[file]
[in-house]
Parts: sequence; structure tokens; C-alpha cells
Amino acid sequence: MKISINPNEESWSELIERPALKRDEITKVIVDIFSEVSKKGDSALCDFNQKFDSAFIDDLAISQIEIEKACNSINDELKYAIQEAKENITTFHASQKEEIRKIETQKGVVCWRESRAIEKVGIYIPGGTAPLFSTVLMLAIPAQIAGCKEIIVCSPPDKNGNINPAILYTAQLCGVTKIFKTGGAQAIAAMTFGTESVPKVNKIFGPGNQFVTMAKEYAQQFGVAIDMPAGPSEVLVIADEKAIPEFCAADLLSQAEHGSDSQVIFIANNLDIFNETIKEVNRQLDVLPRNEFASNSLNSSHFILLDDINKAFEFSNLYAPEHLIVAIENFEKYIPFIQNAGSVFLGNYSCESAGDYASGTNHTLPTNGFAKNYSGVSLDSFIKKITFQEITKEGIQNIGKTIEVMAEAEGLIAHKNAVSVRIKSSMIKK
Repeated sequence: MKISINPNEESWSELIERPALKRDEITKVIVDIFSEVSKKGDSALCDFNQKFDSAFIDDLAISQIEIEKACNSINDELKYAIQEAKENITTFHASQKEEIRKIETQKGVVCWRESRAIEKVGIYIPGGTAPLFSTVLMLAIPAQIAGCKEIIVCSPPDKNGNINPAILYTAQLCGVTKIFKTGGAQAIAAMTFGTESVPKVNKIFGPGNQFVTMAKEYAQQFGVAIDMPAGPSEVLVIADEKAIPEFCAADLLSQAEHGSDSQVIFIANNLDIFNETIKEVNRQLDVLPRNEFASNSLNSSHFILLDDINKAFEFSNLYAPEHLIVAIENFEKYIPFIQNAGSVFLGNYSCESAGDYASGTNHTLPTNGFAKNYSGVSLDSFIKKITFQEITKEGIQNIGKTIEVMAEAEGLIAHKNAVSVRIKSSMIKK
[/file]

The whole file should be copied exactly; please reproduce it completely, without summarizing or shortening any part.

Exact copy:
[in-house]
Parts: sequence; structure tokens; C-alpha cells
Amino acid sequence: MKISINPNEESWSELIERPALKRDEITKVIVDIFSEVSKKGDSALCDFNQKFDSAFIDDLAISQIEIEKACNSINDELKYAIQEAKENITTFHASQKEEIRKIETQKGVVCWRESRAIEKVGIYIPGGTAPLFSTVLMLAIPAQIAGCKEIIVCSPPDKNGNINPAILYTAQLCGVTKIFKTGGAQAIAAMTFGTESVPKVNKIFGPGNQFVTMAKEYAQQFGVAIDMPAGPSEVLVIADEKAIPEFCAADLLSQAEHGSDSQVIFIANNLDIFNETIKEVNRQLDVLPRNEFASNSLNSSHFILLDDINKAFEFSNLYAPEHLIVAIENFEKYIPFIQNAGSVFLGNYSCESAGDYASGTNHTLPTNGFAKNYSGVSLDSFIKKITFQEITKEGIQNIGKTIEVMAEAEGLIAHKNAVSVRIKSSMIKK
Repeated sequence: MKISINPNEESWSELIERPALKRDEITKVIVDIFSEVSKKGDSALCDFNQKFDSAFIDDLAISQIEIEKACNSINDELKYAIQEAKENITTFHASQKEEIRKIETQKGVVCWRESRAIEKVGIYIPGGTAPLFSTVLMLAIPAQIAGCKEIIVCSPPDKNGNINPAILYTAQLCGVTKIFKTGGAQAIAAMTFGTESVPKVNKIFGPGNQFVTMAKEYAQQFGVAIDMPAGPSEVLVIADEKAIPEFCAADLLSQAEHGSDSQVIFIANNLDIFNETIKEVNRQLDVLPRNEFASNSLNSSHFILLDDINKAFEFSNLYAPEHLIVAIENFEKYIPFIQNAGSVFLGNYSCESAGDYASGTNHTLPTNGFAKNYSGVSLDSFIKKITFQEITKEGIQNIGKTIEVMAEAEGLIAHKNAVSVRIKSSMIKK